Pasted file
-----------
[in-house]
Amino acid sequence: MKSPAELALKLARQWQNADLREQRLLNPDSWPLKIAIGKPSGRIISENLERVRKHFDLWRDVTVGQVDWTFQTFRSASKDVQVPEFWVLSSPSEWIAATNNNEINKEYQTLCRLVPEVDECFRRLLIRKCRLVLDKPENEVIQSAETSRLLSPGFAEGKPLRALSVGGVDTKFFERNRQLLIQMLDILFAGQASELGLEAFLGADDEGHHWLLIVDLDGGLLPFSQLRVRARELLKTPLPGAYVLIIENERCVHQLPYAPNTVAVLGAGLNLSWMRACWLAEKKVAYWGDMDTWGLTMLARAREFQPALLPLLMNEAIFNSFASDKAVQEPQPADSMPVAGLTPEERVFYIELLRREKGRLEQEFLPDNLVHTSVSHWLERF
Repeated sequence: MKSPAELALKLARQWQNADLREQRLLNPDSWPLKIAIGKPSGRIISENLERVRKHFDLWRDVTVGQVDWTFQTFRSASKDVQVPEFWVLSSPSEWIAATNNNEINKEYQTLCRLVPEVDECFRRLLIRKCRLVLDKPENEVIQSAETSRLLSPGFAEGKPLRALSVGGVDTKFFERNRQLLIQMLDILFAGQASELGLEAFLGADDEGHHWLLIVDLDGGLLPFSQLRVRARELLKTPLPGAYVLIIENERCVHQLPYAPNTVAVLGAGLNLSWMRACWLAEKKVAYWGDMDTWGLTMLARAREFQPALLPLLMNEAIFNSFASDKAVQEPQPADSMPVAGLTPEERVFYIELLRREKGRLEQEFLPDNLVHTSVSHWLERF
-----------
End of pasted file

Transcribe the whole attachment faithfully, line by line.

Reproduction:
[in-house]
Amino acid sequence: MKSPAELALKLARQWQNADLREQRLLNPDSWPLKIAIGKPSGRIISENLERVRKHFDLWRDVTVGQVDWTFQTFRSASKDVQVPEFWVLSSPSEWIAATNNNEINKEYQTLCRLVPEVDECFRRLLIRKCRLVLDKPENEVIQSAETSRLLSPGFAEGKPLRALSVGGVDTKFFERNRQLLIQMLDILFAGQASELGLEAFLGADDEGHHWLLIVDLDGGLLPFSQLRVRARELLKTPLPGAYVLIIENERCVHQLPYAPNTVAVLGAGLNLSWMRACWLAEKKVAYWGDMDTWGLTMLARAREFQPALLPLLMNEAIFNSFASDKAVQEPQPADSMPVAGLTPEERVFYIELLRREKGRLEQEFLPDNLVHTSVSHWLERF
Repeated sequence: MKSPAELALKLARQWQNADLREQRLLNPDSWPLKIAIGKPSGRIISENLERVRKHFDLWRDVTVGQVDWTFQTFRSASKDVQVPEFWVLSSPSEWIAATNNNEINKEYQTLCRLVPEVDECFRRLLIRKCRLVLDKPENEVIQSAETSRLLSPGFAEGKPLRALSVGGVDTKFFERNRQLLIQMLDILFAGQASELGLEAFLGADDEGHHWLLIVDLDGGLLPFSQLRVRARELLKTPLPGAYVLIIENERCVHQLPYAPNTVAVLGAGLNLSWMRACWLAEKKVAYWGDMDTWGLTMLARAREFQPALLPLLMNEAIFNSFASDKAVQEPQPADSMPVAGLTPEERVFYIELLRREKGRLEQEFLPDNLVHTSVSHWLERF